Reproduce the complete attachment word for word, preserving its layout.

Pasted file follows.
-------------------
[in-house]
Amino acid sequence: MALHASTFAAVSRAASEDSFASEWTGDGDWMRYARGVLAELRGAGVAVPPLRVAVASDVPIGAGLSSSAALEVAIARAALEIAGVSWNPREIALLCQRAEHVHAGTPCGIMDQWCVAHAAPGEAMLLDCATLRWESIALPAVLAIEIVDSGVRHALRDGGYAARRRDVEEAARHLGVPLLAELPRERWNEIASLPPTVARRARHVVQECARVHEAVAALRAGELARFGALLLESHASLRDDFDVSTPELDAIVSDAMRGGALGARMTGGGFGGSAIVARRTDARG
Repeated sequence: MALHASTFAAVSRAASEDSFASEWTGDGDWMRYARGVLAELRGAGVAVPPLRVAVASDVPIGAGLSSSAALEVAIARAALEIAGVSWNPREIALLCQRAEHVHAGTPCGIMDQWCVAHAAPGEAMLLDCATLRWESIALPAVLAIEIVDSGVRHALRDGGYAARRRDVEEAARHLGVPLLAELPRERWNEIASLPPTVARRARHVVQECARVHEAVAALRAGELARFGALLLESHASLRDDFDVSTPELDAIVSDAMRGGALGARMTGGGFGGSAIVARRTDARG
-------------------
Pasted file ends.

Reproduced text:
[in-house]
Amino acid sequence: MALHASTFAAVSRAASEDSFASEWTGDGDWMRYARGVLAELRGAGVAVPPLRVAVASDVPIGAGLSSSAALEVAIARAALEIAGVSWNPREIALLCQRAEHVHAGTPCGIMDQWCVAHAAPGEAMLLDCATLRWESIALPAVLAIEIVDSGVRHALRDGGYAARRRDVEEAARHLGVPLLAELPRERWNEIASLPPTVARRARHVVQECARVHEAVAALRAGELARFGALLLESHASLRDDFDVSTPELDAIVSDAMRGGALGARMTGGGFGGSAIVARRTDARG
Repeated sequence: MALHASTFAAVSRAASEDSFASEWTGDGDWMRYARGVLAELRGAGVAVPPLRVAVASDVPIGAGLSSSAALEVAIARAALEIAGVSWNPREIALLCQRAEHVHAGTPCGIMDQWCVAHAAPGEAMLLDCATLRWESIALPAVLAIEIVDSGVRHALRDGGYAARRRDVEEAARHLGVPLLAELPRERWNEIASLPPTVARRARHVVQECARVHEAVAALRAGELARFGALLLESHASLRDDFDVSTPELDAIVSDAMRGGALGARMTGGGFGGSAIVARRTDARG